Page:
America the Beautiful

Today we have a post by Peace Tree conrtributing author, Chris Wilcox.
Christopher's post follows my brief post election commentary.


I have been surfing around this morning to find a number of people who could not resist the opporutunty to gloat, some a lot, some a little. A note to all.

This is a no gloat zone!

I am thankful that it seems the election was, in greater part, conducted without the interference that I had expected. Why did that not happen? Some say the abilites of those who would tamper with votes is a conspiracy theory myth. I don't think so. With previous election history as a guide, I found it highly likely, in this critical election, that all the stops would be pulled. It seems they were not. Maybe all the attention so intently focused on that issue made a difference. I don't know, what I do know is I am more proud of my country today for having stood against the policies of fear and smear than I have been in some time.

I have no illusions of the Democrats as our end all be all saviors. I do believe that we can at least reach them and impress our collective call of a mandate for change upon them with much better results. The important thing is to not turn our eyes and minds away from our responsibilities after the victory party ends, but to get even more involved in taking responsibility for our country, our freedom and our reputation around the globe. It has been sorely damaged by the previous majoirty and there is much to do in repairing the fabric of our government and our lives.


America IS Beautiful!

I rode my Harley to work on Election Day 2006. There was something symbolic about that ride. I hadn’t ridden my Harley in a long while and the freedom that the American icon, Harley Davidson, represents seemed very significant on that historic day. Election Day is the one day of the year that all of the power of the United States leaves the hands of entrenched politicians and flows back to the burgs and villages across the land. There was something especially refreshing about knowing that the fate of the incumbents was out of their hands as the election results poured in on Tuesday evening. America spoke clearly and loudly in expressing their mandate for change with regards to business as usual on Capital Hill. Regular Americans who have lacked a voice made sure that they were heard when they had their chance to speak.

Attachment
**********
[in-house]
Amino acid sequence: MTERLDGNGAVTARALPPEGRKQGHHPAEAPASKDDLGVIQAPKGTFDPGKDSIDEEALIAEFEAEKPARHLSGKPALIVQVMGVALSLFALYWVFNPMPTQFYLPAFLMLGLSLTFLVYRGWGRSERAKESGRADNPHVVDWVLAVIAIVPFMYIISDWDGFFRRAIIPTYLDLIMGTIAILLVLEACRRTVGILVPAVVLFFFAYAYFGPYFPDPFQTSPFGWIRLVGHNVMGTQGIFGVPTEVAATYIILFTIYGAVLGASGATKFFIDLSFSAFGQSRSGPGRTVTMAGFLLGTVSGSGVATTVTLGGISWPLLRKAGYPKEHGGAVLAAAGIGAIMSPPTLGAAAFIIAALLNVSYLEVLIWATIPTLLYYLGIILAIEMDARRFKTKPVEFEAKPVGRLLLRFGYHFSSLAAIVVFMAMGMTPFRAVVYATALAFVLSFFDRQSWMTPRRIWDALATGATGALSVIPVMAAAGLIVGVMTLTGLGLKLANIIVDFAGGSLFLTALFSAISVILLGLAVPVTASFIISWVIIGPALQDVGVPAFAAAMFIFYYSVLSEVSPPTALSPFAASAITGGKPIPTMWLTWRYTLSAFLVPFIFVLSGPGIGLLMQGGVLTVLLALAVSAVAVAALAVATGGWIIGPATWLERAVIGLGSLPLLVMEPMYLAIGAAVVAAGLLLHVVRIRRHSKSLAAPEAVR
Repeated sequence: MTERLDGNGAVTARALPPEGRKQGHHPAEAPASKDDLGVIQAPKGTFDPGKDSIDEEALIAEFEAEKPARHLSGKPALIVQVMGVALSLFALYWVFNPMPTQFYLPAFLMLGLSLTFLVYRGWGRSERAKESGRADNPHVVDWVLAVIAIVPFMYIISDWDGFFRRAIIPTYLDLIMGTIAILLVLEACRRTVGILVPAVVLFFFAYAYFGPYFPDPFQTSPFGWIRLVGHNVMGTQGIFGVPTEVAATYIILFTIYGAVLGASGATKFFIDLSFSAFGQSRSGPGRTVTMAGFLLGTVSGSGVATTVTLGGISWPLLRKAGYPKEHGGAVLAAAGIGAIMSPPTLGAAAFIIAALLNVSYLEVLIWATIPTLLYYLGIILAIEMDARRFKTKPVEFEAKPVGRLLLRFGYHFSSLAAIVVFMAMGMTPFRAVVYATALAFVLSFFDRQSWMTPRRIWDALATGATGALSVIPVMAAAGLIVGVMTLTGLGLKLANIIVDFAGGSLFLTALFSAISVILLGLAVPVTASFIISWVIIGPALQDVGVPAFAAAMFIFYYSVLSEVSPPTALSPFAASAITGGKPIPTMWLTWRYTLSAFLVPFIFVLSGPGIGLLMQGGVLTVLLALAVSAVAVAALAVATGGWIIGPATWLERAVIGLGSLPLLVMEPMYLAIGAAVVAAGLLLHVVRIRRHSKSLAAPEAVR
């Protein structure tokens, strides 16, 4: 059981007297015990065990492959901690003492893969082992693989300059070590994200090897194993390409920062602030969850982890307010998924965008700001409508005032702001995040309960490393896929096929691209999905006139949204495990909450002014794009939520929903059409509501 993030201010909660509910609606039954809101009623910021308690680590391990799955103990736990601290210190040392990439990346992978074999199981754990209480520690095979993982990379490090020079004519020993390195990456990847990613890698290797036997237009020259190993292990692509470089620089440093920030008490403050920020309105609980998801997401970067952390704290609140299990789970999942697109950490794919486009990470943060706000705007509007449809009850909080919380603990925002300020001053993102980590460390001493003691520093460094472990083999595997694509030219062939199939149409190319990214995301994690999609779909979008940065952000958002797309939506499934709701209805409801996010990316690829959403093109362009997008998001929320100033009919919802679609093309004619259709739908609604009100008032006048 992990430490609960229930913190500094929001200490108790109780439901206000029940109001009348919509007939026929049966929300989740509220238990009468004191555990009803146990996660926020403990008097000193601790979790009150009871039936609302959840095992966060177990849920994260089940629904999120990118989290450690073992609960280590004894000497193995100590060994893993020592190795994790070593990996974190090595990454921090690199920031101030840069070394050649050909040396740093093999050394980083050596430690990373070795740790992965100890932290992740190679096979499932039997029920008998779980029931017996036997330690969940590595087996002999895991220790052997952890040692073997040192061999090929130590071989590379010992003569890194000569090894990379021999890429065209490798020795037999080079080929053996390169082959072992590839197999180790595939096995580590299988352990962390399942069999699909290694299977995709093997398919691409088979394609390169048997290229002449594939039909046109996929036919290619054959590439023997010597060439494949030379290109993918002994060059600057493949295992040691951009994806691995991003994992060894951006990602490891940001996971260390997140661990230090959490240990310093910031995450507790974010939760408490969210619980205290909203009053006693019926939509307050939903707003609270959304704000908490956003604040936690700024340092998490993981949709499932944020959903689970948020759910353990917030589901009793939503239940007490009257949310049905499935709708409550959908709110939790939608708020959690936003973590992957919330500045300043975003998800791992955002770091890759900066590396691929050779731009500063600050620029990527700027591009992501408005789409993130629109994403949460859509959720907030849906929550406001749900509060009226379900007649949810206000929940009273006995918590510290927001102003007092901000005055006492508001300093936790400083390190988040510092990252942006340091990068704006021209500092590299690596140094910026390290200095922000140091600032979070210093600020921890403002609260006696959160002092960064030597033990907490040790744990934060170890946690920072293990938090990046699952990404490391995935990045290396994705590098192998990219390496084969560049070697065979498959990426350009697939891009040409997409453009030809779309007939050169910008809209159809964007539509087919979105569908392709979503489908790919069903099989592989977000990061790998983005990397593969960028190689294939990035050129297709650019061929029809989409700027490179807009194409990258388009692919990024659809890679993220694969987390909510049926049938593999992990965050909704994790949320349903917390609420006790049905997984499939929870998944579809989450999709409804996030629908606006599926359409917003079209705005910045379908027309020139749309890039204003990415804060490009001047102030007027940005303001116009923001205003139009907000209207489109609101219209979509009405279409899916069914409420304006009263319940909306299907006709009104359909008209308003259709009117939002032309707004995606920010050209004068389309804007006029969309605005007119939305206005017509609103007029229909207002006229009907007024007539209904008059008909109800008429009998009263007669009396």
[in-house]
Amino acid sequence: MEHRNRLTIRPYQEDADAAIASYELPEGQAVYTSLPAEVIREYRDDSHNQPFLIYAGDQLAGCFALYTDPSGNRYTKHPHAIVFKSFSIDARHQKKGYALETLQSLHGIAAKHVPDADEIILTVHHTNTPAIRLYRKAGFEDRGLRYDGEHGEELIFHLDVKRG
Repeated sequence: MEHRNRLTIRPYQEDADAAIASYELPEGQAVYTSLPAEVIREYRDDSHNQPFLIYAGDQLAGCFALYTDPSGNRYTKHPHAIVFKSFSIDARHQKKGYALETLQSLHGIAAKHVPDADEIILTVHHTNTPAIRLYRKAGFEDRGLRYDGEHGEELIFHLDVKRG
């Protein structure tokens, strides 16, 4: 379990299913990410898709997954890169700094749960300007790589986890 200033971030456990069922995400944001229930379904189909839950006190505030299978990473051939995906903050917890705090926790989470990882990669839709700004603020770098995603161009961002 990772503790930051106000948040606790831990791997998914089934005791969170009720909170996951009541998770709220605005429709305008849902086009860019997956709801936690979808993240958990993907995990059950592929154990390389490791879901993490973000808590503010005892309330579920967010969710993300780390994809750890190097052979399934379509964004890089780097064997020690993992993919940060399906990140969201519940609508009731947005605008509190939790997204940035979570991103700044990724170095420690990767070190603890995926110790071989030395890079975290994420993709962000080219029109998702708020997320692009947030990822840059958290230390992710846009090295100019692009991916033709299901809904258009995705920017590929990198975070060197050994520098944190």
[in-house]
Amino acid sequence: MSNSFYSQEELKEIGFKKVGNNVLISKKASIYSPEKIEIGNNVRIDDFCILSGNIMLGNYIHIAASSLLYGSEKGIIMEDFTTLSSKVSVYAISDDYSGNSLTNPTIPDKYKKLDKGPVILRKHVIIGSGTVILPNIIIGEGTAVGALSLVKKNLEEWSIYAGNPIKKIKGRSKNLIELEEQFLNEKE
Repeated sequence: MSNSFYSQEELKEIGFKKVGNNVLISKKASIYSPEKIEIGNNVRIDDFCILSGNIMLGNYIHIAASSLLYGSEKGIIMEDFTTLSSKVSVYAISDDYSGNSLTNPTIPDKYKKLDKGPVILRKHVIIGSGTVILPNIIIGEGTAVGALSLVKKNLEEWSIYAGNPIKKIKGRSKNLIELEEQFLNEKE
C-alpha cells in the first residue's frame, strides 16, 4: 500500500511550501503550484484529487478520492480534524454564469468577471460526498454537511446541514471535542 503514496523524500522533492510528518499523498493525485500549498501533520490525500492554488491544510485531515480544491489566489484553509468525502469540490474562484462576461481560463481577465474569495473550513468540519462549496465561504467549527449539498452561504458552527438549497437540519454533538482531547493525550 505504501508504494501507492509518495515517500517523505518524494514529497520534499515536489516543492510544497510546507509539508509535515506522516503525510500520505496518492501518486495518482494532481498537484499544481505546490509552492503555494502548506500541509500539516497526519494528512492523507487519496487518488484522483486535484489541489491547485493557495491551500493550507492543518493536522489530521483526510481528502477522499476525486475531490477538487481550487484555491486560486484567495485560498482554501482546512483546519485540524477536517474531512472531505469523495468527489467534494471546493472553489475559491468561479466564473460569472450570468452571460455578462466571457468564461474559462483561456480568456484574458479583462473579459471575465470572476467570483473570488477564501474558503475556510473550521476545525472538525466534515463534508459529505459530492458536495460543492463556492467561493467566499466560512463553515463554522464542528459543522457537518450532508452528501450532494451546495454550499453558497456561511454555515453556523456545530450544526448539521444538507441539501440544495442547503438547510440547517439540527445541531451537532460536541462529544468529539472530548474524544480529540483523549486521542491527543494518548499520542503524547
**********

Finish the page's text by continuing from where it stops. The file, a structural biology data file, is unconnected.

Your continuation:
I am writing this post at midnight after spending the afternoon as a poll watcher at my precinct and the evening watching election returns. In my wildest imagination I did not anticipate the sweeping call for change that we have witnessed in the House of Representatives. Control of the Senate is yet to be determined. Negative ads aside; this has been one very exciting election. My duty as a poll watcher was an experience that I will cherish for a long time. The core of the poll workers was made up of a team of senior citizens that have worked together for decades. I loved being a part of that. The whole afternoon was a wonderful reminder of what is great about living in a democracy. The results of the election would not have influenced my perceptions of that experience. Precincts are the epitome of politics being local. The voters came in and tended to their civic duty as if they were delivering covered dishes to the table at a family reunion.

I greeted and directed my neighbors to the registration table where they received their ballots as we took time to catch up on what was going on in each others lives. You couldn’t tell who was Republican, who was Democrat or who was Independent. Well… you could a little but for the most part everyone seemed to carry themselves with the confidence and righteousness that was appropriate to the important task at hand. When working for such a noble cause as free elections speculation as to how my neighbors were voting was insignificant compared to my appreciation that they were participating and exercising their right to vote. There is no greater privilege afforded to any citizen. It is with the spirit I witnessed at my precinct that I would hope to approach the next two years. We are all neighbors to one degree or another and we live in difficult times. In the end we have more in common that we have differences and we should keep that in mind as we go about facing the challenges before us.

When you have a chance to see the big picture that is afforded by being immersed at the most basic level of democracy you gain a sense of hope that we can work together to make our state, our nation and the world a better place for all.

Christopher David Peter Wilcox

Red Hog Diary


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